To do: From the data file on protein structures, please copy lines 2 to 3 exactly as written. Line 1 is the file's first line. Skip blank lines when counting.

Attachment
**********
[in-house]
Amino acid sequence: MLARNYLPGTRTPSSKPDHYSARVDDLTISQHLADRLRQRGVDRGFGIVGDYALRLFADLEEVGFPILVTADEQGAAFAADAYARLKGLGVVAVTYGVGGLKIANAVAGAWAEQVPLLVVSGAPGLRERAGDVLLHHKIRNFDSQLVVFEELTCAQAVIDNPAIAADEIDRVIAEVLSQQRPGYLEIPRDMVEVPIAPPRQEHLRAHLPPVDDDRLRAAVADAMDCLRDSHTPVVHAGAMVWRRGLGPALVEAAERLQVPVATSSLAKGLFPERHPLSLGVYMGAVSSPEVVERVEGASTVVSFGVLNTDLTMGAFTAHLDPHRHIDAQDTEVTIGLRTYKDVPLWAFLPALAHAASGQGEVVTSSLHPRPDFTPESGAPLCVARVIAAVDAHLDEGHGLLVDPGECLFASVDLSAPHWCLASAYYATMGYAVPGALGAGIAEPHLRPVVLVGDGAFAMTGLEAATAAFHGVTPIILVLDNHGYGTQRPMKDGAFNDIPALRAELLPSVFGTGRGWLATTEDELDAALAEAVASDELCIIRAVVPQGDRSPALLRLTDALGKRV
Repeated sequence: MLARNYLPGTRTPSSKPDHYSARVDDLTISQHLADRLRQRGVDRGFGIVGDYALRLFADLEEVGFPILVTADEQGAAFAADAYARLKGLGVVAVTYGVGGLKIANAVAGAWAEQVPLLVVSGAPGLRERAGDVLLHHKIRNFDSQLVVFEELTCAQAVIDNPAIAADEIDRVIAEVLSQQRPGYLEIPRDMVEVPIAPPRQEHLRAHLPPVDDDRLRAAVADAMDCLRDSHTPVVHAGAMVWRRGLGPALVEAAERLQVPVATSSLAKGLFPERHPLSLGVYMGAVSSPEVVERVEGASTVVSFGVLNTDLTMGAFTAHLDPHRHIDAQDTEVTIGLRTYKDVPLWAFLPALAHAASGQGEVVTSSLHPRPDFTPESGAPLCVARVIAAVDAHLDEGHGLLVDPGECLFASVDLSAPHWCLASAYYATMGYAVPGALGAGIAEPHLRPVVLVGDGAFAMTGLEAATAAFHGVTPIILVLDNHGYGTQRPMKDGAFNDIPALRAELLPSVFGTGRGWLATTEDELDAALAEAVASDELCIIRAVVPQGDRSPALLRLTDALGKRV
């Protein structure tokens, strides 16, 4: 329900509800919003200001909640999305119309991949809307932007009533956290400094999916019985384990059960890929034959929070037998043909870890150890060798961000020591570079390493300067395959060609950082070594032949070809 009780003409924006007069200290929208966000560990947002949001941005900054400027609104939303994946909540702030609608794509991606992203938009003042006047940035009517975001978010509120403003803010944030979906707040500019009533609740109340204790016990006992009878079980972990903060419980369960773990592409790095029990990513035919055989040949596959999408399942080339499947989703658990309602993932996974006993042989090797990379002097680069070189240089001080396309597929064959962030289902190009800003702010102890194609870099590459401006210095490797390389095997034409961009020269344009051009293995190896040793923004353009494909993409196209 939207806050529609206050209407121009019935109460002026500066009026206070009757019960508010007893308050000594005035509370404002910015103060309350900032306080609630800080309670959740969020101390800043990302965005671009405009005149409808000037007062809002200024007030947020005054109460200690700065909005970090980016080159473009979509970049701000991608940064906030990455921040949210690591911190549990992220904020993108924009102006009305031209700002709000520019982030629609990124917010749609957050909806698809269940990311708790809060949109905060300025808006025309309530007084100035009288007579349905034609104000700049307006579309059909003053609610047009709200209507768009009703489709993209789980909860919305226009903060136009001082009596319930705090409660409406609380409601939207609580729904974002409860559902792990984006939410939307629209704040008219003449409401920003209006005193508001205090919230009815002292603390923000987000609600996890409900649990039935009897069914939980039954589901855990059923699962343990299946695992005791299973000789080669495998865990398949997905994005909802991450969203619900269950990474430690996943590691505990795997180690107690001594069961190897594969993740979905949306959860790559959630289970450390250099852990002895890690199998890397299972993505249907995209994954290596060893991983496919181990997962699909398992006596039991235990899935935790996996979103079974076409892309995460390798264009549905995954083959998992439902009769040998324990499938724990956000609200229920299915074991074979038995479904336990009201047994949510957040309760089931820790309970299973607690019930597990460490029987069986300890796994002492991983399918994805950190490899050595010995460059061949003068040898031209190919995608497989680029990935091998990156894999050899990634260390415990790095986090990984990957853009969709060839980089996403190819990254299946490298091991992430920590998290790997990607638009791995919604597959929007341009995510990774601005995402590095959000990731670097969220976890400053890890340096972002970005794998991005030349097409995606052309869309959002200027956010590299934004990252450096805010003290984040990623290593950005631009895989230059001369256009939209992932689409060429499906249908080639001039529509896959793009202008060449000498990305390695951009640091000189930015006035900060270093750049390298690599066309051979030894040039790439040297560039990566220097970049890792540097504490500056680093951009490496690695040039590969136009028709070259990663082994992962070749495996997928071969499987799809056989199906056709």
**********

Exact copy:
Amino acid sequence: MLARNYLPGTRTPSSKPDHYSARVDDLTISQHLADRLRQRGVDRGFGIVGDYALRLFADLEEVGFPILVTADEQGAAFAADAYARLKGLGVVAVTYGVGGLKIANAVAGAWAEQVPLLVVSGAPGLRERAGDVLLHHKIRNFDSQLVVFEELTCAQAVIDNPAIAADEIDRVIAEVLSQQRPGYLEIPRDMVEVPIAPPRQEHLRAHLPPVDDDRLRAAVADAMDCLRDSHTPVVHAGAMVWRRGLGPALVEAAERLQVPVATSSLAKGLFPERHPLSLGVYMGAVSSPEVVERVEGASTVVSFGVLNTDLTMGAFTAHLDPHRHIDAQDTEVTIGLRTYKDVPLWAFLPALAHAASGQGEVVTSSLHPRPDFTPESGAPLCVARVIAAVDAHLDEGHGLLVDPGECLFASVDLSAPHWCLASAYYATMGYAVPGALGAGIAEPHLRPVVLVGDGAFAMTGLEAATAAFHGVTPIILVLDNHGYGTQRPMKDGAFNDIPALRAELLPSVFGTGRGWLATTEDELDAALAEAVASDELCIIRAVVPQGDRSPALLRLTDALGKRV
Repeated sequence: MLARNYLPGTRTPSSKPDHYSARVDDLTISQHLADRLRQRGVDRGFGIVGDYALRLFADLEEVGFPILVTADEQGAAFAADAYARLKGLGVVAVTYGVGGLKIANAVAGAWAEQVPLLVVSGAPGLRERAGDVLLHHKIRNFDSQLVVFEELTCAQAVIDNPAIAADEIDRVIAEVLSQQRPGYLEIPRDMVEVPIAPPRQEHLRAHLPPVDDDRLRAAVADAMDCLRDSHTPVVHAGAMVWRRGLGPALVEAAERLQVPVATSSLAKGLFPERHPLSLGVYMGAVSSPEVVERVEGASTVVSFGVLNTDLTMGAFTAHLDPHRHIDAQDTEVTIGLRTYKDVPLWAFLPALAHAASGQGEVVTSSLHPRPDFTPESGAPLCVARVIAAVDAHLDEGHGLLVDPGECLFASVDLSAPHWCLASAYYATMGYAVPGALGAGIAEPHLRPVVLVGDGAFAMTGLEAATAAFHGVTPIILVLDNHGYGTQRPMKDGAFNDIPALRAELLPSVFGTGRGWLATTEDELDAALAEAVASDELCIIRAVVPQGDRSPALLRLTDALGKRV